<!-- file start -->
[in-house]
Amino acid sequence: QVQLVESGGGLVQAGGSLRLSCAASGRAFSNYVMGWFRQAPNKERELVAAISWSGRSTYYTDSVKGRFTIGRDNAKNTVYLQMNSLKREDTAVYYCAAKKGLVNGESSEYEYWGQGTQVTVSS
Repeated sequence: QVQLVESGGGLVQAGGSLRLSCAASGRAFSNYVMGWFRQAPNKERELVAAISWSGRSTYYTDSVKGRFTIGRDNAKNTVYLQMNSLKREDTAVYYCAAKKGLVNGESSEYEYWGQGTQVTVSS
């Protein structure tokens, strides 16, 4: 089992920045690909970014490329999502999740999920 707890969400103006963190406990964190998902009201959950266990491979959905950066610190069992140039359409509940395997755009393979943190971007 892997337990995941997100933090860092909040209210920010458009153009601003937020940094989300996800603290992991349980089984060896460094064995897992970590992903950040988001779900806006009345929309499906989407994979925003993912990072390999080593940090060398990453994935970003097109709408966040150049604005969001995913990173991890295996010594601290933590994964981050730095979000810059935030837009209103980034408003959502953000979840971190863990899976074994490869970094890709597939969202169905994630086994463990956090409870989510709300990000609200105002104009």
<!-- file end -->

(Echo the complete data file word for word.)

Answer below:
[in-house]
Amino acid sequence: QVQLVESGGGLVQAGGSLRLSCAASGRAFSNYVMGWFRQAPNKERELVAAISWSGRSTYYTDSVKGRFTIGRDNAKNTVYLQMNSLKREDTAVYYCAAKKGLVNGESSEYEYWGQGTQVTVSS
Repeated sequence: QVQLVESGGGLVQAGGSLRLSCAASGRAFSNYVMGWFRQAPNKERELVAAISWSGRSTYYTDSVKGRFTIGRDNAKNTVYLQMNSLKREDTAVYYCAAKKGLVNGESSEYEYWGQGTQVTVSS
């Protein structure tokens, strides 16, 4: 089992920045690909970014490329999502999740999920 707890969400103006963190406990964190998902009201959950266990491979959905950066610190069992140039359409509940395997755009393979943190971007 892997337990995941997100933090860092909040209210920010458009153009601003937020940094989300996800603290992991349980089984060896460094064995897992970590992903950040988001779900806006009345929309499906989407994979925003993912990072390999080593940090060398990453994935970003097109709408966040150049604005969001995913990173991890295996010594601290933590994964981050730095979000810059935030837009209103980034408003959502953000979840971190863990899976074994490869970094890709597939969202169905994630086994463990956090409870989510709300990000609200105002104009």